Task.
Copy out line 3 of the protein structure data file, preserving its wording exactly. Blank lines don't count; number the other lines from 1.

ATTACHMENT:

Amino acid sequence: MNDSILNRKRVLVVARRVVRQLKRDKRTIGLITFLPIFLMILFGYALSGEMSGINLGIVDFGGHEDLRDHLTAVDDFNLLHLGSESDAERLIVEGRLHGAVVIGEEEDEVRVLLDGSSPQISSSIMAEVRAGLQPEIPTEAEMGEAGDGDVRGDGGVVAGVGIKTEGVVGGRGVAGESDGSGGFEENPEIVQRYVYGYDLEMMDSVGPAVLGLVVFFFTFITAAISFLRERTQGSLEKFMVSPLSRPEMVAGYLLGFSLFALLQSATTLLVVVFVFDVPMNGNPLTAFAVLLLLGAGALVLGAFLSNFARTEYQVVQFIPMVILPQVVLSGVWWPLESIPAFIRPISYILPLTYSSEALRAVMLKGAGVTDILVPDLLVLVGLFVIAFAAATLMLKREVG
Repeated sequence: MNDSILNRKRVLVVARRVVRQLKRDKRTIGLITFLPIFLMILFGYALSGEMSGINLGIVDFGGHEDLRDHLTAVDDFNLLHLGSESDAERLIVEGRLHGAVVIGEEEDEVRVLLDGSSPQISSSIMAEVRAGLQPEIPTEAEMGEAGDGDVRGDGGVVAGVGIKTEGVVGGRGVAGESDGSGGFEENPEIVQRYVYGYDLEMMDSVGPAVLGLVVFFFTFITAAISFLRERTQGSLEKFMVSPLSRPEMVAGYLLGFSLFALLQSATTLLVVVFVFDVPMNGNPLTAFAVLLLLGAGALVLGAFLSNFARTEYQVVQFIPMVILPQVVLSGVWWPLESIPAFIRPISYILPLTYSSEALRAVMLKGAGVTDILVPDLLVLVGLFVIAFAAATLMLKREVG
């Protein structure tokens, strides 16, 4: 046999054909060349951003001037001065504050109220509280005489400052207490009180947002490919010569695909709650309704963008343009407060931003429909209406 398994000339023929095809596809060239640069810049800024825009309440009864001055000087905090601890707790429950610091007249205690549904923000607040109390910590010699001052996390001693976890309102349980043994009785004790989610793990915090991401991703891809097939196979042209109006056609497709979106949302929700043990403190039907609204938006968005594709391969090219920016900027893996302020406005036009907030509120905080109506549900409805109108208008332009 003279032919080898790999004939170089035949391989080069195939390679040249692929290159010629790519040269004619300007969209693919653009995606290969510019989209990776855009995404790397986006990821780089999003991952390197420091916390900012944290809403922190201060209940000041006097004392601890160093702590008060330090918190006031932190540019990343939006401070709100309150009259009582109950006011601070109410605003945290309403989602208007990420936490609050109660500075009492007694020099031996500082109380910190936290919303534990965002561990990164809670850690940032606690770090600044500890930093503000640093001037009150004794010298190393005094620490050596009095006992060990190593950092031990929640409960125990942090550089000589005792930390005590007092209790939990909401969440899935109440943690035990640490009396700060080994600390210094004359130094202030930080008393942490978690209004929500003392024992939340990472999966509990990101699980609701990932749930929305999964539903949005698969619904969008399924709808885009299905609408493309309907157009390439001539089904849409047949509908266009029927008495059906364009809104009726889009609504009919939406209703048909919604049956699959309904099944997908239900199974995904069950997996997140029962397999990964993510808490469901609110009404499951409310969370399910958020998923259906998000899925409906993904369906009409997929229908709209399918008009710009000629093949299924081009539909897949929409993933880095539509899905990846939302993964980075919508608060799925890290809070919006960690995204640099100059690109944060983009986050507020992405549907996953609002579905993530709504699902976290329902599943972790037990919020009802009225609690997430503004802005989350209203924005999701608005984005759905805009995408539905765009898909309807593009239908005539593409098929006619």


């Protein structure tokens, strides 16, 4: 046999054909060349951003001037001065504050109220509280005489400052207490009180947002490919010569695909709650309704963008343009407060931003429909209406 398994000339023929095809596809060239640069810049800024825009309440009864001055000087905090601890707790429950610091007249205690549904923000607040109390910590010699001052996390001693976890309102349980043994009785004790989610793990915090991401991703891809097939196979042209109006056609497709979106949302929700043990403190039907609204938006968005594709391969090219920016900027893996302020406005036009907030509120905080109506549900409805109108208008332009 003279032919080898790999004939170089035949391989080069195939390679040249692929290159010629790519040269004619300007969209693919653009995606290969510019989209990776855009995404790397986006990821780089999003991952390197420091916390900012944290809403922190201060209940000041006097004392601890160093702590008060330090918190006031932190540019990343939006401070709100309150009259009582109950006011601070109410605003945290309403989602208007990420936490609050109660500075009492007694020099031996500082109380910190936290919303534990965002561990990164809670850690940032606690770090600044500890930093503000640093001037009150004794010298190393005094620490050596009095006992060990190593950092031990929640409960125990942090550089000589005792930390005590007092209790939990909401969440899935109440943690035990640490009396700060080994600390210094004359130094202030930080008393942490978690209004929500003392024992939340990472999966509990990101699980609701990932749930929305999964539903949005698969619904969008399924709808885009299905609408493309309907157009390439001539089904849409047949509908266009029927008495059906364009809104009726889009609504009919939406209703048909919604049956699959309904099944997908239900199974995904069950997996997140029962397999990964993510808490469901609110009404499951409310969370399910958020998923259906998000899925409906993904369906009409997929229908709209399918008009710009000629093949299924081009539909897949929409993933880095539509899905990846939302993964980075919508608060799925890290809070919006960690995204640099100059690109944060983009986050507020992405549907996953609002579905993530709504699902976290329902599943972790037990919020009802009225609690997430503004802005989350209203924005999701608005984005759905805009995408539905765009898909309807593009239908005539593409098929006619």